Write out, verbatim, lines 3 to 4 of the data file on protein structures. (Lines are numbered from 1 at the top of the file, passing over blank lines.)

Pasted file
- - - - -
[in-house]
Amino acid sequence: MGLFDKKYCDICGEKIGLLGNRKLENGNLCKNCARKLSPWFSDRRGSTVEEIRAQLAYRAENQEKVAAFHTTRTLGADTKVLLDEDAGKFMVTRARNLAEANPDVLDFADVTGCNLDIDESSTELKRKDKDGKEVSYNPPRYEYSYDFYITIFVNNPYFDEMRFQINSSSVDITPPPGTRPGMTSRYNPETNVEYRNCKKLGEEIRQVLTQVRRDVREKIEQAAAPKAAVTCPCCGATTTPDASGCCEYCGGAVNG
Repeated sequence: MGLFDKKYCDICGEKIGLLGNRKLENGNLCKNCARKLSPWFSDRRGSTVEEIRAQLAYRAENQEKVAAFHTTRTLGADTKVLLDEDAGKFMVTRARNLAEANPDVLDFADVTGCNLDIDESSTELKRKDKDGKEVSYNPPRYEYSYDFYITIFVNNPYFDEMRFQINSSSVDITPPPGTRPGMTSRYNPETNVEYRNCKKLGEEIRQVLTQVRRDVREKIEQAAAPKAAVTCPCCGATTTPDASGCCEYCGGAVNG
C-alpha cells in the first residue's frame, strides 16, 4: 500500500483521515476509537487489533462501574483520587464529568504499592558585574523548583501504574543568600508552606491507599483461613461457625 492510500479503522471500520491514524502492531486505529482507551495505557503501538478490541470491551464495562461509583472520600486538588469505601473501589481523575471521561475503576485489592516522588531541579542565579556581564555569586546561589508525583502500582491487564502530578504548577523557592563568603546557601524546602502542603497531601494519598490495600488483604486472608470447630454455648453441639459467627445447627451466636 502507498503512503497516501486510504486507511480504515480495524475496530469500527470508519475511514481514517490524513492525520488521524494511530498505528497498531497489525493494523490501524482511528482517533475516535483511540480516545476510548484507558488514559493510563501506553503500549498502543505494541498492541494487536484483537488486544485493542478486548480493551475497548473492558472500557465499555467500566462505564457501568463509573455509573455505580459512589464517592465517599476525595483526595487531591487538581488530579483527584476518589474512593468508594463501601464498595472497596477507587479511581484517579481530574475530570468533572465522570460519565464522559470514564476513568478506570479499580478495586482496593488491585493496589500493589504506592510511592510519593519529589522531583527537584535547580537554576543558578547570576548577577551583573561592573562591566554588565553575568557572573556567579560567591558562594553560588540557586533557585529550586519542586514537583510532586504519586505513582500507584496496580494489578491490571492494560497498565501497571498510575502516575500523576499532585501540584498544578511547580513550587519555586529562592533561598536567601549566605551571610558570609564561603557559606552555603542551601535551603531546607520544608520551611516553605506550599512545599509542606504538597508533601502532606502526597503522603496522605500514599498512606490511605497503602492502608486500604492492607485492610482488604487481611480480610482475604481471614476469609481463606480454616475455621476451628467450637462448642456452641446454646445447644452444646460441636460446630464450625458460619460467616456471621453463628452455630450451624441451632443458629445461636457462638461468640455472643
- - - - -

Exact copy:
Repeated sequence: MGLFDKKYCDICGEKIGLLGNRKLENGNLCKNCARKLSPWFSDRRGSTVEEIRAQLAYRAENQEKVAAFHTTRTLGADTKVLLDEDAGKFMVTRARNLAEANPDVLDFADVTGCNLDIDESSTELKRKDKDGKEVSYNPPRYEYSYDFYITIFVNNPYFDEMRFQINSSSVDITPPPGTRPGMTSRYNPETNVEYRNCKKLGEEIRQVLTQVRRDVREKIEQAAAPKAAVTCPCCGATTTPDASGCCEYCGGAVNG
C-alpha cells in the first residue's frame, strides 16, 4: 500500500483521515476509537487489533462501574483520587464529568504499592558585574523548583501504574543568600508552606491507599483461613461457625 492510500479503522471500520491514524502492531486505529482507551495505557503501538478490541470491551464495562461509583472520600486538588469505601473501589481523575471521561475503576485489592516522588531541579542565579556581564555569586546561589508525583502500582491487564502530578504548577523557592563568603546557601524546602502542603497531601494519598490495600488483604486472608470447630454455648453441639459467627445447627451466636 502507498503512503497516501486510504486507511480504515480495524475496530469500527470508519475511514481514517490524513492525520488521524494511530498505528497498531497489525493494523490501524482511528482517533475516535483511540480516545476510548484507558488514559493510563501506553503500549498502543505494541498492541494487536484483537488486544485493542478486548480493551475497548473492558472500557465499555467500566462505564457501568463509573455509573455505580459512589464517592465517599476525595483526595487531591487538581488530579483527584476518589474512593468508594463501601464498595472497596477507587479511581484517579481530574475530570468533572465522570460519565464522559470514564476513568478506570479499580478495586482496593488491585493496589500493589504506592510511592510519593519529589522531583527537584535547580537554576543558578547570576548577577551583573561592573562591566554588565553575568557572573556567579560567591558562594553560588540557586533557585529550586519542586514537583510532586504519586505513582500507584496496580494489578491490571492494560497498565501497571498510575502516575500523576499532585501540584498544578511547580513550587519555586529562592533561598536567601549566605551571610558570609564561603557559606552555603542551601535551603531546607520544608520551611516553605506550599512545599509542606504538597508533601502532606502526597503522603496522605500514599498512606490511605497503602492502608486500604492492607485492610482488604487481611480480610482475604481471614476469609481463606480454616475455621476451628467450637462448642456452641446454646445447644452444646460441636460446630464450625458460619460467616456471621453463628452455630450451624441451632443458629445461636457462638461468640455472643